In December 2004, she starred in the episode "Rats Off To Ya," which ended up being turned into a song, too. That song and music video studied none other than Courtney, who sang a catchy tune and danced — with backup dancers and a giant rat, because why wouldn't she?

Courtney starred in a total of 27 episodes of the show, which ended in 2006. From there, it was on to the next for Courtney. With a few more small roles under her belt, things really started to look up for the actor, who went on to star in more national commercial spots.

Stephanie Courtney appeared in a Skittles commercial

Years after having a non-speaking role in the Bud Light commercial, Stephanie Courtney landed a bigger role, this time in an ad for Skittles. Wearing a red polo shirt, Courtney was one of three people in the television spot — and this time? She even got to speak! Perhaps a bit of foreshadowing: Courtney played the role of a sales associate who wants to show a customer a cool trick that her co-worker can do.

"Hey, Tim? Show Joel how everything you touch turns into Skittles," Courtney says, picking up a stapler at the beginning of the ad. From there, Courtney didn't say anything more but just got to eat some of the popular candies as the rest of the commercial played out. The ad was released in 2007 and even won a creativity award, according to Ad Age.

Courtney has also appeared in ads for companies like McDonald's, Glade, and General Mills and was almost cast as Toyota Jan for the carmaker's ads, but the role was given to Laurel Coppock. However, Courtney's biggest break in her career would come in 2007 when she landed her most recognizable role as Flo in the Progressive commercials

Stephanie Courtney filmed her first ad with Progressive

The year was 2007 — and Stephanie Courtney's life was about to change forever. What started out like any other audition ended up being the pinnacle of Courtney's career. She went to the audition for Progressive, thinking that maybe she'd get a callback for a role in the ad, but it turned out to be something bigger. "I just channel the friendliest person I could imagine," Courtney told The Washington Post of her audition. "It's sort of like my mom to the 10th power. She's one of these ladies who is a perennial optimist." Sure enough, Courtney landed the gig — and Flo made her television debut about a year later.

Interestingly, the producers behind the commercial didn't actually think that Flo would become their official spokesperson. It was after Courtney filmed the first ad that they realized they had struck gold — and they wanted Flo to stick around. "That character was completely unplanned, but we saw it and we jumped on it. She became the center of this ad sitcom. It took us a couple of spots, but we started to move the focus on her," Progressive's CMO at the time, Jeff Charney, said (via Fast Company). In the time since, Courtney has starred in more than 100 television spots for the insurance giant.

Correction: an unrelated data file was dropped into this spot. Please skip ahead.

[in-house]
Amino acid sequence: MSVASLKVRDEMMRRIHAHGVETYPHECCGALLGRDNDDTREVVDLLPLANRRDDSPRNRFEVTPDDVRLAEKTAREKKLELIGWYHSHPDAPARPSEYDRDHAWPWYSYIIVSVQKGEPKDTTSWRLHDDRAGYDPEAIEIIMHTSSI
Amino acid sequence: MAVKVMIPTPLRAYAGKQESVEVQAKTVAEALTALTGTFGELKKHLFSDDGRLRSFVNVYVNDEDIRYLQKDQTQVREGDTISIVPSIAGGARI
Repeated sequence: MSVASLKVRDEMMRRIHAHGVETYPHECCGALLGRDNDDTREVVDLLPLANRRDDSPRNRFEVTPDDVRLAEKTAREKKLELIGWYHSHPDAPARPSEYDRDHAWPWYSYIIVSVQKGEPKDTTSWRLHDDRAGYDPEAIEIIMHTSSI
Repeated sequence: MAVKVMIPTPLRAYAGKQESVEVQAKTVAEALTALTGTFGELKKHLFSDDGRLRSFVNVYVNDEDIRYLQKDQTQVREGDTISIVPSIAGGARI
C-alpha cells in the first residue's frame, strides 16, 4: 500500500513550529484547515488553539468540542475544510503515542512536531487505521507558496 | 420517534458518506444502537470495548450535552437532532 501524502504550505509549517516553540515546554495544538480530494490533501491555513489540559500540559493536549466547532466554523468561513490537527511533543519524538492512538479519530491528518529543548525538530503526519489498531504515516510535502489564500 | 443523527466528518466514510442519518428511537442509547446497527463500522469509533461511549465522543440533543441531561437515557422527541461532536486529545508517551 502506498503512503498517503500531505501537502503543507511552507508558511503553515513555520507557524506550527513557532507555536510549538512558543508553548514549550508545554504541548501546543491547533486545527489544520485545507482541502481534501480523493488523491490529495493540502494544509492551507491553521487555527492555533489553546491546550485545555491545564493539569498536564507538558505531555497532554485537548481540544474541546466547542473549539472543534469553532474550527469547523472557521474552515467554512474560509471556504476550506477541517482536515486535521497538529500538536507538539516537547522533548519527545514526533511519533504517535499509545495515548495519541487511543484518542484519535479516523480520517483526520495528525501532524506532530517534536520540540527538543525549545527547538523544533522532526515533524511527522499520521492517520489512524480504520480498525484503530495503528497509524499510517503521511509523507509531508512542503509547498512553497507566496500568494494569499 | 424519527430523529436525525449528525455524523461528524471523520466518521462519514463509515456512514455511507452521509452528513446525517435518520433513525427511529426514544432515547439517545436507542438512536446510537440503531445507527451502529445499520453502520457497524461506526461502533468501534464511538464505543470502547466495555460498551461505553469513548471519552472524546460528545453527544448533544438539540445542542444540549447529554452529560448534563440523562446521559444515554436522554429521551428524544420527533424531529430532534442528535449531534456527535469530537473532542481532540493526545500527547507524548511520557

Stephanie Courtney married Scott Kolanach & she's a mom

Stephanie Courtney is a fairly private person with no active official public-facing social media account to be found. However, she has previously shared a bit about her personal life. While working with The Groundlings in Los Angeles long before she joined forces with Progressive, Courtney met her now-husband, Scott Kolanach, who worked in lighting. "Every crazy old lady character I ever walked out as on that stage had beautiful, peachy gem lighting because he liked me," she told People magazine in 2009. The two started talking and dating, and they eventually fell in love. 

Courtney and Kolanach also have one child together, though Courtney admits that they waited a bit before starting a family. "I booked Flo when I was just about to turn 38. I got married at 35. I had my kid at 40. I'm a late bloomer. But it tastes just as sweet when it's late. I definitely was a calmer person getting these things later in life," she told Cosmopolitan.

What's next for Stephanie Courtney?

While Progressive definitely keeps Stephanie Courtney busy, she still makes time for other opportunities that come her way. For example, she played the role of Essie Karp on "The Goldbergs" from 2018 until the show was canceled in 2023. Although Courtney only starred in 30-something episodes, it was her longest recurring role to date. In February 2023, Entertainment Weekly confirmed that ABC would end the series after its 10th season, which wrapped in May 2023.

As far as what's next for Courtney, we're certain that we'll be seeing a lot more of her on television, if not in a Progressive commercial, than perhaps on another sitcom. Either way, Courtney has come a very long way from her time doing stand-up comedy on a small stage in Los Angeles. These days, Flo's estimated net worth is at $6 million — raking in about $2 million a year — with about half of that believed to come directly from Progressive.

And her role with the company goes far beyond memorizing a script. "The writers are very open to what I think; there may be some improv here now and then, that is encouraged, by the way," she said in a 2016 interview with Lohud. "All of us were working so hard to find out who this person was and what the boundaries were. With Flo, she was sort of originally this perfect little Number One employee, but the power has gotten to her," she says. And rightfully so. We can't wait to see what Courtney does next.